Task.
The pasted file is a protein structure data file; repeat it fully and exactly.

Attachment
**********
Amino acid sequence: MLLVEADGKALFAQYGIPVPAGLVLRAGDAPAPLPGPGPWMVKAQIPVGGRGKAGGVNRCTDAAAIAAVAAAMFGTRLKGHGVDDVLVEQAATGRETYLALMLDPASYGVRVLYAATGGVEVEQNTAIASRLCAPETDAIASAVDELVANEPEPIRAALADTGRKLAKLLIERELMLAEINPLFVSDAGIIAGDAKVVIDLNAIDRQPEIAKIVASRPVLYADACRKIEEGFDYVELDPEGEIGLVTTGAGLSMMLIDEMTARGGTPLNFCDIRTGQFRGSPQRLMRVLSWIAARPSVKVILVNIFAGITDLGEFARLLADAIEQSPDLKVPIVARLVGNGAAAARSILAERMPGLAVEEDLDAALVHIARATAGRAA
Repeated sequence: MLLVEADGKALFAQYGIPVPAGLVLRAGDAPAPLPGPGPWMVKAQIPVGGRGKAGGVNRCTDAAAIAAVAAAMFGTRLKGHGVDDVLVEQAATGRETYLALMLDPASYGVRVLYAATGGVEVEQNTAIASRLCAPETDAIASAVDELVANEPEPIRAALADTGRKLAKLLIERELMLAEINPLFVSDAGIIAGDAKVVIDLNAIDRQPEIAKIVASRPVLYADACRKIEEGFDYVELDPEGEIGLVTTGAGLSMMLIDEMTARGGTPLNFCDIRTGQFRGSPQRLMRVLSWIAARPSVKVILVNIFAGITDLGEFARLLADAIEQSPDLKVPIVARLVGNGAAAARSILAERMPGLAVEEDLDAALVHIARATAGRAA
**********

Amino acid sequence: MLLVEADGKALFAQYGIPVPAGLVLRAGDAPAPLPGPGPWMVKAQIPVGGRGKAGGVNRCTDAAAIAAVAAAMFGTRLKGHGVDDVLVEQAATGRETYLALMLDPASYGVRVLYAATGGVEVEQNTAIASRLCAPETDAIASAVDELVANEPEPIRAALADTGRKLAKLLIERELMLAEINPLFVSDAGIIAGDAKVVIDLNAIDRQPEIAKIVASRPVLYADACRKIEEGFDYVELDPEGEIGLVTTGAGLSMMLIDEMTARGGTPLNFCDIRTGQFRGSPQRLMRVLSWIAARPSVKVILVNIFAGITDLGEFARLLADAIEQSPDLKVPIVARLVGNGAAAARSILAERMPGLAVEEDLDAALVHIARATAGRAA
Repeated sequence: MLLVEADGKALFAQYGIPVPAGLVLRAGDAPAPLPGPGPWMVKAQIPVGGRGKAGGVNRCTDAAAIAAVAAAMFGTRLKGHGVDDVLVEQAATGRETYLALMLDPASYGVRVLYAATGGVEVEQNTAIASRLCAPETDAIASAVDELVANEPEPIRAALADTGRKLAKLLIERELMLAEINPLFVSDAGIIAGDAKVVIDLNAIDRQPEIAKIVASRPVLYADACRKIEEGFDYVELDPEGEIGLVTTGAGLSMMLIDEMTARGGTPLNFCDIRTGQFRGSPQRLMRVLSWIAARPSVKVILVNIFAGITDLGEFARLLADAIEQSPDLKVPIVARLVGNGAAAARSILAERMPGLAVEEDLDAALVHIARATAGRAA